Organising, monitoring and controlling factory assembly operations at both the shop-floor and systems level is a daunting task. Including the ability for self-organisation and adaptation to changing conditions at both these levels seems like science fiction. Work conducted within the scope of the EU-funded project 'Instantly deployable evolvable assembly systems' (IDEAS) is making it all a reality. The significance of IDEAS' accomplishments has already been widely recognised. A publication on the project in Assembly Automation won the Outstanding Paper Award at the Literati Network Awards for Excellence 2013. The European Commission selected IDEAS as one of its 11 official Success Stories since the beginning of the Sixth Framework Programme (FP6). In essence, the elegance of the solution lies in a successful principle at work in complex systems from biological organisms to universities to businesses. In each case, individuals or units are responsible for specific functions in which they have expertise. They are coordinated to work together and intelligently adapt to a changing environment to achieve a higher goal. The IDEAS consortium further developed the established paradigm of evolvable assembly systems (EASs), in which simple, dedicated machine modules (agents) are created for each individual assembly process. Scientists combined EASs with a highly distributed adaptive control system based on control boards developed within the project for seamless interaction in multi-agent applications. The success of the multi-agent system (MAS) approach was proven in a simplified pre-demonstrator. The MAS automatically reacted to changing production conditions and flexibly managed resources. Production processes were run without programming using a simple graphical interface and drag-and-drop functionality. The miniaturised production platform served as the test bed for further development. Researchers demonstrated the full re-configurability (plug-and-produce capability) and adaptability in the assembly of two industrial systems. Small- and medium-sized enterprises will soon be able to automate assembly without investing in expensive automation equipment. Re-usability also decreases ecological impact and the financial investment. This is poised to revolutionise European assembly. IDEAS will enable manufacturers to recapture outsourced jobs and open the door to new global markets, surpassing the hurdle imposed by the current economic crisis.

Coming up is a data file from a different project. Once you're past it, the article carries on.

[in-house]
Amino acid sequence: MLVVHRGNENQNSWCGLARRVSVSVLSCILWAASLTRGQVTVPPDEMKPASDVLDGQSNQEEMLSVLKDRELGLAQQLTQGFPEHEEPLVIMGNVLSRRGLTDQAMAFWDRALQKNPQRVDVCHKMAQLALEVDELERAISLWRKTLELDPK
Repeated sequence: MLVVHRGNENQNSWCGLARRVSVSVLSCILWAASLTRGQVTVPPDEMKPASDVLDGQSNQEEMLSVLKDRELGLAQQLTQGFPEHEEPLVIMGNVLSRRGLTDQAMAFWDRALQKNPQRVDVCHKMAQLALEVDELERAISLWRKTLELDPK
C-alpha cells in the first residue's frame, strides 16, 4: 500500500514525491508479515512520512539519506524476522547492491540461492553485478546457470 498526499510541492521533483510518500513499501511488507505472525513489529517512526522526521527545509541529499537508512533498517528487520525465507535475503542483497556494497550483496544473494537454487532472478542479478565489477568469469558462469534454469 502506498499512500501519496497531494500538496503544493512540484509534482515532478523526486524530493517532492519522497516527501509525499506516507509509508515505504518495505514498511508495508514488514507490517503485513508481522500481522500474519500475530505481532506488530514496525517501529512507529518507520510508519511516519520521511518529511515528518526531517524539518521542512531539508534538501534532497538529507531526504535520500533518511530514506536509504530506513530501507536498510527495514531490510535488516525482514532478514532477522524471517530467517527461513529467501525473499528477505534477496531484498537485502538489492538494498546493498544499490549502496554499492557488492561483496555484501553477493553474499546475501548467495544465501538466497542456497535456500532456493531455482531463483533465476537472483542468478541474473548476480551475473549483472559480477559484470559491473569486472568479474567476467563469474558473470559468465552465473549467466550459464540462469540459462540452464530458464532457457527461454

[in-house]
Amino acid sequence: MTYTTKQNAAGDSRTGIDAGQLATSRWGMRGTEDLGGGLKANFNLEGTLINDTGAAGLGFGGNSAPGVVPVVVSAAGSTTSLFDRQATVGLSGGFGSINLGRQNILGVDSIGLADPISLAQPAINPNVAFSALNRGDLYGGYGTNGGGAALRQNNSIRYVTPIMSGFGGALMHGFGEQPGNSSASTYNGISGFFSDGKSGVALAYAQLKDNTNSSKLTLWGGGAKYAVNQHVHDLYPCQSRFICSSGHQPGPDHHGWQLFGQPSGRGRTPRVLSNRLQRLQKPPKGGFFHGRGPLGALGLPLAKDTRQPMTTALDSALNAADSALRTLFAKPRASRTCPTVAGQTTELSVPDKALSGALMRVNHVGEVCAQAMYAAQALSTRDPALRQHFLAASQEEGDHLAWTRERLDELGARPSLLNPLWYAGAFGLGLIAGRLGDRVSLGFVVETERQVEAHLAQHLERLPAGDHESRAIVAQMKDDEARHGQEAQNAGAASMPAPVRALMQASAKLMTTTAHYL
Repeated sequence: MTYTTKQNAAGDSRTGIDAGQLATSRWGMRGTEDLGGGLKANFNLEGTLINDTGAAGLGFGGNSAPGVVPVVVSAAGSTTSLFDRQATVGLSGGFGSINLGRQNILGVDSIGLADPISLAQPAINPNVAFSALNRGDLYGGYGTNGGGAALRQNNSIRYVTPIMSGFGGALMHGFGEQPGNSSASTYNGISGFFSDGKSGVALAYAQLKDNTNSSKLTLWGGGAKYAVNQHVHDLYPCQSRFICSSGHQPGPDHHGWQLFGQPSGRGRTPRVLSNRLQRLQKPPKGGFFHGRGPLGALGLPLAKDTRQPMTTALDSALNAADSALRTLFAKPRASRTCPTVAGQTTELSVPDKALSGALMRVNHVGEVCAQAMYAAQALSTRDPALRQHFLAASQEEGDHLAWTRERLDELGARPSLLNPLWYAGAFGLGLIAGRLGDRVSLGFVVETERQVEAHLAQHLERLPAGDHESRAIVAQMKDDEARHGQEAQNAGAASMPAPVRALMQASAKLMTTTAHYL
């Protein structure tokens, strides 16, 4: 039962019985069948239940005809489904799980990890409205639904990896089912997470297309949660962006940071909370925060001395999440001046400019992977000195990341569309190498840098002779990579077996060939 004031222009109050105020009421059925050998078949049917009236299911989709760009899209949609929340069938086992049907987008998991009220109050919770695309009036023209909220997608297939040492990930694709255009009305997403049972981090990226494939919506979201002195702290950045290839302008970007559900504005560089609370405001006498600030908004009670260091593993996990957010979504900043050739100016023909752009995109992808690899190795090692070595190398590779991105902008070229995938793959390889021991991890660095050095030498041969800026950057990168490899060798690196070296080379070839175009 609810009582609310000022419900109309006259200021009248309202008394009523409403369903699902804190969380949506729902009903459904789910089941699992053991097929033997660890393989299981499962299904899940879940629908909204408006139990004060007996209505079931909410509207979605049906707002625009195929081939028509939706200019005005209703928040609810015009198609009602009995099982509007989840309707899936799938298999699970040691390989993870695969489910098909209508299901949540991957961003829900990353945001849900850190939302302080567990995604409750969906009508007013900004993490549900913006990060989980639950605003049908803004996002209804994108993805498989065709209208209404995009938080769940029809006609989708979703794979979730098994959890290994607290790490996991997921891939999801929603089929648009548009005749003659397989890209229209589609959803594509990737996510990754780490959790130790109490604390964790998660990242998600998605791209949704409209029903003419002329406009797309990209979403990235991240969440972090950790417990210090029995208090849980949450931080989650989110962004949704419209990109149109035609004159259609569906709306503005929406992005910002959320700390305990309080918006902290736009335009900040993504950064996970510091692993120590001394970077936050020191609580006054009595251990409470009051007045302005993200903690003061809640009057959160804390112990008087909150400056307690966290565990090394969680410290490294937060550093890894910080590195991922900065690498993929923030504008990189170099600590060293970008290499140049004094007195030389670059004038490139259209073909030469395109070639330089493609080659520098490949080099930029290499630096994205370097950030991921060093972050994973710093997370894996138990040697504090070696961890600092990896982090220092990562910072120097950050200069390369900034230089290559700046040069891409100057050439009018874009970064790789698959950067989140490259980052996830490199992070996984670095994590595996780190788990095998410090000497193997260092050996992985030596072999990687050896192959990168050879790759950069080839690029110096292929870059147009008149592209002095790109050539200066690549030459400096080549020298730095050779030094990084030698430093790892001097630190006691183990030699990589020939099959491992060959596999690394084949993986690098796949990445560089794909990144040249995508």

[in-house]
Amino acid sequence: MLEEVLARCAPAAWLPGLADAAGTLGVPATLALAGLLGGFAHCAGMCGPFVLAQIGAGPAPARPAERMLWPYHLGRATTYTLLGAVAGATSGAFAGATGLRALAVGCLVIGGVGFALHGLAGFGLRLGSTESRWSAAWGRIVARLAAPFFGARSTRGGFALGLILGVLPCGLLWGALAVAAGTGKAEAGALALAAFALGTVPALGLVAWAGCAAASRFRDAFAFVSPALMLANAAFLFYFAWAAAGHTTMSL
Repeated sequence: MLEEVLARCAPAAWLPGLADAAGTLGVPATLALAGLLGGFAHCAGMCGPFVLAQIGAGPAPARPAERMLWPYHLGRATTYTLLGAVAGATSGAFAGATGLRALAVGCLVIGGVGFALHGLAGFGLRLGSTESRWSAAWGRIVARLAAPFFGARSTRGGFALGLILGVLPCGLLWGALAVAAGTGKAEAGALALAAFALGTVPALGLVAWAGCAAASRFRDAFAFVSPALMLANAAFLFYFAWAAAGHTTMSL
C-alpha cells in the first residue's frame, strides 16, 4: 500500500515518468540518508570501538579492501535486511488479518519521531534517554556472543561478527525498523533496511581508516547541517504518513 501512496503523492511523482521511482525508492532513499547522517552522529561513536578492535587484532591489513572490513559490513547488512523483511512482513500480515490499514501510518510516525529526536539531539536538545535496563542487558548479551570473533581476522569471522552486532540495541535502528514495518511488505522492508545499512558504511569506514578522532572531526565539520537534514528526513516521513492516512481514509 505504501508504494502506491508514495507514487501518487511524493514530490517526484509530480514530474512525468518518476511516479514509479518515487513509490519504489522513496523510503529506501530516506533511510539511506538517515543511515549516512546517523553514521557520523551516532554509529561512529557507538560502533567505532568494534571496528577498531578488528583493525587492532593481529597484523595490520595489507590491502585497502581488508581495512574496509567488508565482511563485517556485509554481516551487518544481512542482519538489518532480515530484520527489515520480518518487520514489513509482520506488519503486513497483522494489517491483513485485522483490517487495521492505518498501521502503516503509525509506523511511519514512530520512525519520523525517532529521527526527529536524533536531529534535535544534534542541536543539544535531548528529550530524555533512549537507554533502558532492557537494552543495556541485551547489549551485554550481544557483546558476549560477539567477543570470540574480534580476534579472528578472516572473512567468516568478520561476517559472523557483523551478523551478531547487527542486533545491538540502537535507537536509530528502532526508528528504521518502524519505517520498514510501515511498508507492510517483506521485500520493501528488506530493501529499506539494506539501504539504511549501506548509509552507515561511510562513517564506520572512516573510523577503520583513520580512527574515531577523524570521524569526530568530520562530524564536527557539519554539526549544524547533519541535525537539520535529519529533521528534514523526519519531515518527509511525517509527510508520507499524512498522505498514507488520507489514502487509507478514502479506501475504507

Evolvable assembly systems, multi-agent system, distributed adaptive control, plug-and-produce, manufacturing